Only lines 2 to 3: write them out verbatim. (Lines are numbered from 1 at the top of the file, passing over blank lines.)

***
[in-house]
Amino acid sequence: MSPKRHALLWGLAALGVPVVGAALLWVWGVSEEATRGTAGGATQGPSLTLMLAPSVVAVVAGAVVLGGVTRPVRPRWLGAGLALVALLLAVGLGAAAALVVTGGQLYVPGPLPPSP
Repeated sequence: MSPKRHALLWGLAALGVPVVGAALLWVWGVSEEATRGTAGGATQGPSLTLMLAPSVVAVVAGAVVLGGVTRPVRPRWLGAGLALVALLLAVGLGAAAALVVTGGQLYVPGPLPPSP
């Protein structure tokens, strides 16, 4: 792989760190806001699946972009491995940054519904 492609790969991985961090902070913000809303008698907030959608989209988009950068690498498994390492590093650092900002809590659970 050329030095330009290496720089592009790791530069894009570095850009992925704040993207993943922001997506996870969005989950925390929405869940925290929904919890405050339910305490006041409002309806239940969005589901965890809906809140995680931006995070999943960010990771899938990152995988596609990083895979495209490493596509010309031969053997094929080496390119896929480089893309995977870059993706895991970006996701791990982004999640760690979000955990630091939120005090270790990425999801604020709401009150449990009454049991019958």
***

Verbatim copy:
Amino acid sequence: MSPKRHALLWGLAALGVPVVGAALLWVWGVSEEATRGTAGGATQGPSLTLMLAPSVVAVVAGAVVLGGVTRPVRPRWLGAGLALVALLLAVGLGAAAALVVTGGQLYVPGPLPPSP
Repeated sequence: MSPKRHALLWGLAALGVPVVGAALLWVWGVSEEATRGTAGGATQGPSLTLMLAPSVVAVVAGAVVLGGVTRPVRPRWLGAGLALVALLLAVGLGAAAALVVTGGQLYVPGPLPPSP